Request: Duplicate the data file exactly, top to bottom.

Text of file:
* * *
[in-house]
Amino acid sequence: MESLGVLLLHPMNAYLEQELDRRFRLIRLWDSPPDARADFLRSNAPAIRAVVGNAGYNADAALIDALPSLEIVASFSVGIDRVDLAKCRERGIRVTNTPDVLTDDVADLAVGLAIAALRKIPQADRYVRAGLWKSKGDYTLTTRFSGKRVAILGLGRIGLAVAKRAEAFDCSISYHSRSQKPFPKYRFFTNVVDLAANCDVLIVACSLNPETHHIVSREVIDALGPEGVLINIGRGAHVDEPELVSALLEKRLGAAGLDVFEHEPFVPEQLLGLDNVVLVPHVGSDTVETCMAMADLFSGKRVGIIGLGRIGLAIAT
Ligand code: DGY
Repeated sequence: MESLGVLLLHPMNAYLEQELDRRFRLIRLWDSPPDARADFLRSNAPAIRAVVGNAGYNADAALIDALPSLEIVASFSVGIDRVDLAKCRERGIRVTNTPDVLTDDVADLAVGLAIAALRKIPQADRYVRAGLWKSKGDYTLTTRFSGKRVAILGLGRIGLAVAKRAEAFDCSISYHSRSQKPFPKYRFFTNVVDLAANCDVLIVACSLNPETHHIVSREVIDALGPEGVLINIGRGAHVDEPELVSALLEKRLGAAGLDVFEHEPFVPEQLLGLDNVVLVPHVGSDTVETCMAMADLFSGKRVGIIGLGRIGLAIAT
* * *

[in-house]
Amino acid sequence: MESLGVLLLHPMNAYLEQELDRRFRLIRLWDSPPDARADFLRSNAPAIRAVVGNAGYNADAALIDALPSLEIVASFSVGIDRVDLAKCRERGIRVTNTPDVLTDDVADLAVGLAIAALRKIPQADRYVRAGLWKSKGDYTLTTRFSGKRVAILGLGRIGLAVAKRAEAFDCSISYHSRSQKPFPKYRFFTNVVDLAANCDVLIVACSLNPETHHIVSREVIDALGPEGVLINIGRGAHVDEPELVSALLEKRLGAAGLDVFEHEPFVPEQLLGLDNVVLVPHVGSDTVETCMAMADLFSGKRVGIIGLGRIGLAIAT
Ligand code: DGY
Repeated sequence: MESLGVLLLHPMNAYLEQELDRRFRLIRLWDSPPDARADFLRSNAPAIRAVVGNAGYNADAALIDALPSLEIVASFSVGIDRVDLAKCRERGIRVTNTPDVLTDDVADLAVGLAIAALRKIPQADRYVRAGLWKSKGDYTLTTRFSGKRVAILGLGRIGLAVAKRAEAFDCSISYHSRSQKPFPKYRFFTNVVDLAANCDVLIVACSLNPETHHIVSREVIDALGPEGVLINIGRGAHVDEPELVSALLEKRLGAAGLDVFEHEPFVPEQLLGLDNVVLVPHVGSDTVETCMAMADLFSGKRVGIIGLGRIGLAIAT